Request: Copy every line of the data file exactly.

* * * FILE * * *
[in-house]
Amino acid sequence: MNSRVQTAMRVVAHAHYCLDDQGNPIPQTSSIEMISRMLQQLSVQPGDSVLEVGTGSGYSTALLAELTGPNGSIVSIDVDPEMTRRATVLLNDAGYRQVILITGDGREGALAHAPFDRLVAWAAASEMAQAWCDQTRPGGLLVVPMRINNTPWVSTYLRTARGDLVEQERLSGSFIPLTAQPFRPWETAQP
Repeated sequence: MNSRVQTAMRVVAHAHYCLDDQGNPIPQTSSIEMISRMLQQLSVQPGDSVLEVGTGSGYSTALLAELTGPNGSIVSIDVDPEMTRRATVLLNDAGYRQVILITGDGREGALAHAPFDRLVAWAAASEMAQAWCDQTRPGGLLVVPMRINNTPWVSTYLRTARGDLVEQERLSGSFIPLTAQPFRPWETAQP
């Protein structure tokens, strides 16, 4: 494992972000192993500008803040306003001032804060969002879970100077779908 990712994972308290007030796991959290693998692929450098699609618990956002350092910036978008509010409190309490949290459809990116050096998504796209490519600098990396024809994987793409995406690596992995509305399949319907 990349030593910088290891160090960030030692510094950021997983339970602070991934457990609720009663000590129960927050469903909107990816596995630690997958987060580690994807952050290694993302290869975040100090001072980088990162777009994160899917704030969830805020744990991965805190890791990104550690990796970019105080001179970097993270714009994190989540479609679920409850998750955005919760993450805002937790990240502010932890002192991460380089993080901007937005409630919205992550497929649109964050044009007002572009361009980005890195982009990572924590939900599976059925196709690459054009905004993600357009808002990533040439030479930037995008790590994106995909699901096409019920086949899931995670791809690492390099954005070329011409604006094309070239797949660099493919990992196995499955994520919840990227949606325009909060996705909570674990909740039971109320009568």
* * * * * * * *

[in-house]
Amino acid sequence: MNSRVQTAMRVVAHAHYCLDDQGNPIPQTSSIEMISRMLQQLSVQPGDSVLEVGTGSGYSTALLAELTGPNGSIVSIDVDPEMTRRATVLLNDAGYRQVILITGDGREGALAHAPFDRLVAWAAASEMAQAWCDQTRPGGLLVVPMRINNTPWVSTYLRTARGDLVEQERLSGSFIPLTAQPFRPWETAQP
Repeated sequence: MNSRVQTAMRVVAHAHYCLDDQGNPIPQTSSIEMISRMLQQLSVQPGDSVLEVGTGSGYSTALLAELTGPNGSIVSIDVDPEMTRRATVLLNDAGYRQVILITGDGREGALAHAPFDRLVAWAAASEMAQAWCDQTRPGGLLVVPMRINNTPWVSTYLRTARGDLVEQERLSGSFIPLTAQPFRPWETAQP
């Protein structure tokens, strides 16, 4: 494992972000192993500008803040306003001032804060969002879970100077779908 990712994972308290007030796991959290693998692929450098699609618990956002350092910036978008509010409190309490949290459809990116050096998504796209490519600098990396024809994987793409995406690596992995509305399949319907 990349030593910088290891160090960030030692510094950021997983339970602070991934457990609720009663000590129960927050469903909107990816596995630690997958987060580690994807952050290694993302290869975040100090001072980088990162777009994160899917704030969830805020744990991965805190890791990104550690990796970019105080001179970097993270714009994190989540479609679920409850998750955005919760993450805002937790990240502010932890002192991460380089993080901007937005409630919205992550497929649109964050044009007002572009361009980005890195982009990572924590939900599976059925196709690459054009905004993600357009808002990533040439030479930037995008790590994106995909699901096409019920086949899931995670791809690492390099954005070329011409604006094309070239797949660099493919990992196995499955994520919840990227949606325009909060996705909570674990909740039971109320009568």